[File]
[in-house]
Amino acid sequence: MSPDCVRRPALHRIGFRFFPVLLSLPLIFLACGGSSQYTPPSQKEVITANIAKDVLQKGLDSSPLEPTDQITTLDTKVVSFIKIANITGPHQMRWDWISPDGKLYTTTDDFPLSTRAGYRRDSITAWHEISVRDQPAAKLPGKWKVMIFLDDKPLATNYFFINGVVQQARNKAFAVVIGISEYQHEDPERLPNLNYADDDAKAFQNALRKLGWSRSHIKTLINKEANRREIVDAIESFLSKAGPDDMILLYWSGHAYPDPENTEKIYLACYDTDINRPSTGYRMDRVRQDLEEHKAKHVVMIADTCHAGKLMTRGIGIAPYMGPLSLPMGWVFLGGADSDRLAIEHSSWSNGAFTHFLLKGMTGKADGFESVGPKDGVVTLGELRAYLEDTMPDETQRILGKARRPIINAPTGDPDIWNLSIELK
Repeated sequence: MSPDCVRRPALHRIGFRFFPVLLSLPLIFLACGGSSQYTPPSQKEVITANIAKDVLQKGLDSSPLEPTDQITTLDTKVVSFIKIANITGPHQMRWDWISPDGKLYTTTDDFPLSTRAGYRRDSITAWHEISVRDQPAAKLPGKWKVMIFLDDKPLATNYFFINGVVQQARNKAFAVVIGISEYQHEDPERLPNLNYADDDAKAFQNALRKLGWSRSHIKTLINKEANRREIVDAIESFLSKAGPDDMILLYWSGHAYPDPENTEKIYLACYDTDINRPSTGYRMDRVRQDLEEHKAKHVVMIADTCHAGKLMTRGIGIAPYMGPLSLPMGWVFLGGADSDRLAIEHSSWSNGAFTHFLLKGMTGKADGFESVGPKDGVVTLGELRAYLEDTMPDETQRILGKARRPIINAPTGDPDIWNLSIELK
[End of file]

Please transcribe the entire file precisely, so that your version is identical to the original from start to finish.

[in-house]
Amino acid sequence: MSPDCVRRPALHRIGFRFFPVLLSLPLIFLACGGSSQYTPPSQKEVITANIAKDVLQKGLDSSPLEPTDQITTLDTKVVSFIKIANITGPHQMRWDWISPDGKLYTTTDDFPLSTRAGYRRDSITAWHEISVRDQPAAKLPGKWKVMIFLDDKPLATNYFFINGVVQQARNKAFAVVIGISEYQHEDPERLPNLNYADDDAKAFQNALRKLGWSRSHIKTLINKEANRREIVDAIESFLSKAGPDDMILLYWSGHAYPDPENTEKIYLACYDTDINRPSTGYRMDRVRQDLEEHKAKHVVMIADTCHAGKLMTRGIGIAPYMGPLSLPMGWVFLGGADSDRLAIEHSSWSNGAFTHFLLKGMTGKADGFESVGPKDGVVTLGELRAYLEDTMPDETQRILGKARRPIINAPTGDPDIWNLSIELK
Repeated sequence: MSPDCVRRPALHRIGFRFFPVLLSLPLIFLACGGSSQYTPPSQKEVITANIAKDVLQKGLDSSPLEPTDQITTLDTKVVSFIKIANITGPHQMRWDWISPDGKLYTTTDDFPLSTRAGYRRDSITAWHEISVRDQPAAKLPGKWKVMIFLDDKPLATNYFFINGVVQQARNKAFAVVIGISEYQHEDPERLPNLNYADDDAKAFQNALRKLGWSRSHIKTLINKEANRREIVDAIESFLSKAGPDDMILLYWSGHAYPDPENTEKIYLACYDTDINRPSTGYRMDRVRQDLEEHKAKHVVMIADTCHAGKLMTRGIGIAPYMGPLSLPMGWVFLGGADSDRLAIEHSSWSNGAFTHFLLKGMTGKADGFESVGPKDGVVTLGELRAYLEDTMPDETQRILGKARRPIINAPTGDPDIWNLSIELK